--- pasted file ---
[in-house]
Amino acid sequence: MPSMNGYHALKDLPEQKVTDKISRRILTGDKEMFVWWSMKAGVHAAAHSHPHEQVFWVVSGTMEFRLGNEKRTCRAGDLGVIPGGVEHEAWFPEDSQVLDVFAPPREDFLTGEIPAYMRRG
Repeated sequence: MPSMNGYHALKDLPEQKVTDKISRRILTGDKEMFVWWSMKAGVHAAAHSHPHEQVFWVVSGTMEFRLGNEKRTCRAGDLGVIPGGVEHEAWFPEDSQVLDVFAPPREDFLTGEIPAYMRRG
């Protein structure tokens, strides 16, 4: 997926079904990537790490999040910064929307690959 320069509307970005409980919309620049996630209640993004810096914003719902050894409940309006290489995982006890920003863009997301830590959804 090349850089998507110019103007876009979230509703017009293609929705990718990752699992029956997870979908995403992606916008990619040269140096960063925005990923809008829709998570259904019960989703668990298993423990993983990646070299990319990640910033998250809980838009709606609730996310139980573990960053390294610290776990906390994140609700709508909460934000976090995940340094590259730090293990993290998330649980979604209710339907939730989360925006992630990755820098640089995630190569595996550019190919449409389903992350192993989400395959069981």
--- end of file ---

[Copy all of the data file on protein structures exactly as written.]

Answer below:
[in-house]
Amino acid sequence: MPSMNGYHALKDLPEQKVTDKISRRILTGDKEMFVWWSMKAGVHAAAHSHPHEQVFWVVSGTMEFRLGNEKRTCRAGDLGVIPGGVEHEAWFPEDSQVLDVFAPPREDFLTGEIPAYMRRG
Repeated sequence: MPSMNGYHALKDLPEQKVTDKISRRILTGDKEMFVWWSMKAGVHAAAHSHPHEQVFWVVSGTMEFRLGNEKRTCRAGDLGVIPGGVEHEAWFPEDSQVLDVFAPPREDFLTGEIPAYMRRG
């Protein structure tokens, strides 16, 4: 997926079904990537790490999040910064929307690959 320069509307970005409980919309620049996630209640993004810096914003719902050894409940309006290489995982006890920003863009997301830590959804 090349850089998507110019103007876009979230509703017009293609929705990718990752699992029956997870979908995403992606916008990619040269140096960063925005990923809008829709998570259904019960989703668990298993423990993983990646070299990319990640910033998250809980838009709606609730996310139980573990960053390294610290776990906390994140609700709508909460934000976090995940340094590259730090293990993290998330649980979604209710339907939730989360925006992630990755820098640089995630190569595996550019190919449409389903992350192993989400395959069981």